The new arrests reveal that the repressive attitudes of the Lucknow police have not changed in the intervening four years. Their arbitrary interventions are enabled b y the continuing criminalization of homosexual conduct under section 377. That provision, entitled "Of Unnatural Offences," states that "[w]hoever voluntarily has carnal intercourse against the order of nature with any man, woman or animal, shall be punished with imprisonment for life, or with imprisonment of either description for a term which may extend to ten years, and shall also be liable to fine. Explanation-Penetration is sufficient to constitute the carnal intercourse necessary to the offence.” The comment on this section in the IPC notes that the intent of the section is "to punish the offence of sodomy, buggery and bestiality." The punishment of “sodomy” is a relic of the British colonial era. In a 2002 report , Epidemic of Abuse, detailing how the provision has been used to harass HIV/AIDS prevention efforts, as well as groups at risk of the disease, Human Rights Watch has noted the government’s hypocrisy in keeping section 377 on the books, with its inevitable consequences for outreach work targeting men who have sex with men, while ostensibly recognizing the importance of HIV/AIDS outreach to this population. These latest arrests again bring that hypocrisy home.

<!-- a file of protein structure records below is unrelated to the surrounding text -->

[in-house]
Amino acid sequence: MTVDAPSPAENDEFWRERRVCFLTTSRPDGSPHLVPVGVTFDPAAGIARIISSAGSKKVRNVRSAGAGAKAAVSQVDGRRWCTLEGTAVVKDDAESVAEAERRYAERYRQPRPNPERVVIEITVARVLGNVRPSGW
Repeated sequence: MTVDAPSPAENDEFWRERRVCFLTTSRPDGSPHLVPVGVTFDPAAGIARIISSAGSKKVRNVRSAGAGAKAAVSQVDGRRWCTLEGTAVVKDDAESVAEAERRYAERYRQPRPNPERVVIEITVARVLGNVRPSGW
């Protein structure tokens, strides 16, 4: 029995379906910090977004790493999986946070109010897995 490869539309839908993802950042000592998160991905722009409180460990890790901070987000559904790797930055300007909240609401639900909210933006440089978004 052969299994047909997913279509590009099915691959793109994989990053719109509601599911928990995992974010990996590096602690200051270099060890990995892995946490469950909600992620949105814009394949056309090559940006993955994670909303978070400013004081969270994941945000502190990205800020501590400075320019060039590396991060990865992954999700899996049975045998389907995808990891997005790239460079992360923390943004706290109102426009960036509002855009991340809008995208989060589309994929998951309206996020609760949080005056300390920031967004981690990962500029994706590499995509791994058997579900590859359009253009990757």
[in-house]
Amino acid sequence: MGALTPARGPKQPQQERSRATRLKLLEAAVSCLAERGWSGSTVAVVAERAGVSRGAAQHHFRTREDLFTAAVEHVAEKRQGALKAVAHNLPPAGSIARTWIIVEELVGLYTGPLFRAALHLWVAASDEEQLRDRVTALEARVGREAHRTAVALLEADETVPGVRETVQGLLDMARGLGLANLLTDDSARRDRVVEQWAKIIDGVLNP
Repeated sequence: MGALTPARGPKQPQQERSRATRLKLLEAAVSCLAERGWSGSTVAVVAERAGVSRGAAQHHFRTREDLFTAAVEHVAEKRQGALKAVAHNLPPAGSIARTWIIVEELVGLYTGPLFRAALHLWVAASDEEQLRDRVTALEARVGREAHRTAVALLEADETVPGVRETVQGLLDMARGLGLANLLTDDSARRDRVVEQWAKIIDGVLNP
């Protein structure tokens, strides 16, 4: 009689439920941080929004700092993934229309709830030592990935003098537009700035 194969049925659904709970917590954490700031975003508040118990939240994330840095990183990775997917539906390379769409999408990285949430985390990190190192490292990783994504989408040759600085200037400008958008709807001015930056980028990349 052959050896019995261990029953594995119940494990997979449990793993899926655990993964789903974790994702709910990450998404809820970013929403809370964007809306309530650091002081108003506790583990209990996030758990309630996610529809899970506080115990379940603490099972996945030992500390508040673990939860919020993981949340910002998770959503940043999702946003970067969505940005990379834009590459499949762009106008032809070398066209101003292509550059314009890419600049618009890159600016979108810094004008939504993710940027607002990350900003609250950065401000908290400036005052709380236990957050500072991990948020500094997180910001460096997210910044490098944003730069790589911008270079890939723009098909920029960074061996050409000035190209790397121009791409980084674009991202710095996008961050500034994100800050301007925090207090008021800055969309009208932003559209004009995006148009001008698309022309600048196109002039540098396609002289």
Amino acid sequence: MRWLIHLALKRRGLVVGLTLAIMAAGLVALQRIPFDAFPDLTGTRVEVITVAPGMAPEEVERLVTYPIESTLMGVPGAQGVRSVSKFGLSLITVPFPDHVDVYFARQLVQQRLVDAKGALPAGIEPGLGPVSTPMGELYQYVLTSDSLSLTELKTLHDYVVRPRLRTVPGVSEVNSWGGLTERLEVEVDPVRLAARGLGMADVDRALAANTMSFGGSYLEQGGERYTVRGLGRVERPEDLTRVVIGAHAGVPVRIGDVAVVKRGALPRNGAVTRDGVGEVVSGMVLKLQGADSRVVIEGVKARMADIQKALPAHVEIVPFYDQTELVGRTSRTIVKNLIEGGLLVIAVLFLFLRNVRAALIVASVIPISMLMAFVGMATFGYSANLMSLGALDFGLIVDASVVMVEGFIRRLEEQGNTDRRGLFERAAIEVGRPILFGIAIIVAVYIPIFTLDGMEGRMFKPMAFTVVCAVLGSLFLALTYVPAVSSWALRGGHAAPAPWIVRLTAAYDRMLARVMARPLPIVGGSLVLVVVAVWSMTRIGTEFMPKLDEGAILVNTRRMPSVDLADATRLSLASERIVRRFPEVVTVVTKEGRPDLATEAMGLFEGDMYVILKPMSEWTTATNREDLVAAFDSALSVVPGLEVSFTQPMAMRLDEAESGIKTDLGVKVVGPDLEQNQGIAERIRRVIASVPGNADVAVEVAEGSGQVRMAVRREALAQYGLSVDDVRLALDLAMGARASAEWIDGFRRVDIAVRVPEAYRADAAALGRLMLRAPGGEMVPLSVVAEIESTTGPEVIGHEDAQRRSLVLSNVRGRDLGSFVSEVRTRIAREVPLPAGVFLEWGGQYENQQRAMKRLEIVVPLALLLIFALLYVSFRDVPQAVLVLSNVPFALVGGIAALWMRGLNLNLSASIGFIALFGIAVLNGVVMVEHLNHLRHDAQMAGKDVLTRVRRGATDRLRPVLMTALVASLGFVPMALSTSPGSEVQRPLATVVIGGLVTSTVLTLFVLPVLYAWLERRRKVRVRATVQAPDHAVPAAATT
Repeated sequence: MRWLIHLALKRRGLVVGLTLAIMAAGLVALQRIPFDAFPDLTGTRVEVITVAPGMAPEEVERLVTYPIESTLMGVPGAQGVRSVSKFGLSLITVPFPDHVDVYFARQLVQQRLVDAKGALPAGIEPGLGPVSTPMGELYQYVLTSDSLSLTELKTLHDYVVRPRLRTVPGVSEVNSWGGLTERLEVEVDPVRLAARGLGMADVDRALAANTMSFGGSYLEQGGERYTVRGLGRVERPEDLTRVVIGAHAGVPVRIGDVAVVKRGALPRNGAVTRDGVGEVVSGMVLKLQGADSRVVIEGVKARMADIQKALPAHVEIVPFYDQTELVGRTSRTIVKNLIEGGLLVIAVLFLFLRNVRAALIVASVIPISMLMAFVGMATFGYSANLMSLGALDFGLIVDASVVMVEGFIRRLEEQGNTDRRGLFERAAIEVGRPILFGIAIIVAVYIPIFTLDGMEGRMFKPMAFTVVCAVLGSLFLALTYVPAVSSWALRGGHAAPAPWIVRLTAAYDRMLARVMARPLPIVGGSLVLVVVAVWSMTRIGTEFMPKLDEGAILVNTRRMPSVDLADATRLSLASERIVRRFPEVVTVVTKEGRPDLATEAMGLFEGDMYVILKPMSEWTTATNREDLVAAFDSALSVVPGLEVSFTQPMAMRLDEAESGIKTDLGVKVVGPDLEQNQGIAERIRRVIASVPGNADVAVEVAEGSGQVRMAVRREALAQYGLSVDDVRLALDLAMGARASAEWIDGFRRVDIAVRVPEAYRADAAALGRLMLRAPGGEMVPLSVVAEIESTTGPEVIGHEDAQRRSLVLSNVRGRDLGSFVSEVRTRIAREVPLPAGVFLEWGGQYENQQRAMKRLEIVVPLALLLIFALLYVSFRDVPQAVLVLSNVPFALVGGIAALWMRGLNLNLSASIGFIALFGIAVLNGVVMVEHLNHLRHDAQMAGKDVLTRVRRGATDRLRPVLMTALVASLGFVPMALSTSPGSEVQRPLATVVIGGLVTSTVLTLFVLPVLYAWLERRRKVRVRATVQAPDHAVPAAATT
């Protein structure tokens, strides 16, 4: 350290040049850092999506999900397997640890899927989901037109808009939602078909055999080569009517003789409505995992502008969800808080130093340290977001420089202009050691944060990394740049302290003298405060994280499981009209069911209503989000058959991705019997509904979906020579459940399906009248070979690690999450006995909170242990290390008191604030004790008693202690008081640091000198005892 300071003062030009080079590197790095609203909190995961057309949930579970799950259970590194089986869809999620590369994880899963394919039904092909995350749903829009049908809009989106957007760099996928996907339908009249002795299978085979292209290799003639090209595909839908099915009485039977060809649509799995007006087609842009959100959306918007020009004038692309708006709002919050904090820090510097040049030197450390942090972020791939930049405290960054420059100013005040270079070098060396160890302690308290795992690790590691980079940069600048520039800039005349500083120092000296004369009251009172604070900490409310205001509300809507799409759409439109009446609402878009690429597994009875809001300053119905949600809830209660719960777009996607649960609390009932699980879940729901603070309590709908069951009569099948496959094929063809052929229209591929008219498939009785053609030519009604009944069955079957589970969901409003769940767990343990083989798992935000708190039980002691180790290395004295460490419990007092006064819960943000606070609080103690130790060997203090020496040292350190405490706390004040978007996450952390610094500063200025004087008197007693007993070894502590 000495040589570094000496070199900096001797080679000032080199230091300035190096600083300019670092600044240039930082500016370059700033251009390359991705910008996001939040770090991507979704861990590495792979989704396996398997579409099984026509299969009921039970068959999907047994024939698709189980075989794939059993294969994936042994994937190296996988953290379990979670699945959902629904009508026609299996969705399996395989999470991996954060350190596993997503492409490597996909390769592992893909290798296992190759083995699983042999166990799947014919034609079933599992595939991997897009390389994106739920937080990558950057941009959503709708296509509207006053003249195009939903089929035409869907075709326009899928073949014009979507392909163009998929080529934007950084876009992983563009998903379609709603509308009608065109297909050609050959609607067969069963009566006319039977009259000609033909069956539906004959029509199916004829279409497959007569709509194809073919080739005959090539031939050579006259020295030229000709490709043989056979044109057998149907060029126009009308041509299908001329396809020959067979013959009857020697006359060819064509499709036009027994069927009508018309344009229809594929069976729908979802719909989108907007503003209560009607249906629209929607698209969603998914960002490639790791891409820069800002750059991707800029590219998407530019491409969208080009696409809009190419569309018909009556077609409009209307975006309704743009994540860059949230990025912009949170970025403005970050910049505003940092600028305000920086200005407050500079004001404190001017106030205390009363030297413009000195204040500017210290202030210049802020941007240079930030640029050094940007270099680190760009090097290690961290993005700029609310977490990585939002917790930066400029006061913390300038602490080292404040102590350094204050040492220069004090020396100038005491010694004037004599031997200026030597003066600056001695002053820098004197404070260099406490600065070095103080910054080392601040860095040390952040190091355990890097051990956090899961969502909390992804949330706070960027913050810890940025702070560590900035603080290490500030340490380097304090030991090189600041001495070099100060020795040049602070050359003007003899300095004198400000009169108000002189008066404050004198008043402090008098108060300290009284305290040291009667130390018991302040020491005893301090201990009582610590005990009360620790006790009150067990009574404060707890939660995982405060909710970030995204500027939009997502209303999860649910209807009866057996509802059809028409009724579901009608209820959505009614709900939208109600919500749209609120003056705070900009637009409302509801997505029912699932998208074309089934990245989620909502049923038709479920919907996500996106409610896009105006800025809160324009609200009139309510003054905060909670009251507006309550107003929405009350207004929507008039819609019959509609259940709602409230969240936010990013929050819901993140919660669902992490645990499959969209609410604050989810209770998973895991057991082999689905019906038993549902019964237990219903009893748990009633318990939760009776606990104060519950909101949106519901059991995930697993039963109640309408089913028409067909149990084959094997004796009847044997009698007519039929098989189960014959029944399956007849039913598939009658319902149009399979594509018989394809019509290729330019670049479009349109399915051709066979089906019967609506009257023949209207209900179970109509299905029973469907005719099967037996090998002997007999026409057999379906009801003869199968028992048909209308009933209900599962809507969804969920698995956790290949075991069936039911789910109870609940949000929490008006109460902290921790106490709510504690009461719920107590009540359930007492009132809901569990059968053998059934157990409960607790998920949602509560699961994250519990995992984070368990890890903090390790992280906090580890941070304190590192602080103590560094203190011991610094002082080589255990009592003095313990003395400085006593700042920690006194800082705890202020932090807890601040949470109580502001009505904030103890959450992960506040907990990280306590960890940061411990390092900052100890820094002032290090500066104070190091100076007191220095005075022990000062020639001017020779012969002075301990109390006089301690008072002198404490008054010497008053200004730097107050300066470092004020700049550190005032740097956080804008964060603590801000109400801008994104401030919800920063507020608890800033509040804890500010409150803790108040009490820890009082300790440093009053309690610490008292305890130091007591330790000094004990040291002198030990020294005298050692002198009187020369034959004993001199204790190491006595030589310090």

Section 377 violates protections in India’s constitution for the rights to equality and to personal liberty. A challenge to its constitutionality on these grounds was heard before the High Court in Delhi in 2003, asking the court to find it should no longer apply to consenting adults. The government’s response to the petition defended the provision, stating that “The purpose of section 377 of IPC is to provide a healthy environment in the society by criminalising unnatural sexual activities.” The present cases belie these claims. The provision also contravenes India’s commitments under international law. The International Covenant on Civil and Political Rights (ICCPR), to which India acceded in 1979, protects freedom of expression and assembly.—both of which are at stake in these men’s freedoms to communicate over the Internet or meet in public. The Covenant also protects the right to privacy, and guarantees freedom from discrimination. In the case of Toonen v Australia in 1994, the United Nations Human Rights Committee held that the protections of the ICCPR against discrimination in all areas of rights should be understood to include sexual orientation.  
 
We urge you to see that these men are released immediately and that charges against them are dropped. We urge you as well to fully investigate the actions of the Lucknow police in these arrests, and to discipline appropriately those responsible for abuse. Finally, Human Rights Watch calls on your government to express its clear support both for the repeal of section 377 in parliament, and for the ongoing case contesting its constitutionality.  
 
Sincerely,  
 
 
Scott Long  
Director  
Lesbian, Gay, Bisexual, and Transgender Rights Program  
Human Rights Watch  
350 Fifth Avenue, 34th Floor  
New York, NY 10118 USA  
tel. +1 (212) 216-1297  
fax +1 (212) 216-1876  
e-mail: longs@hrw.org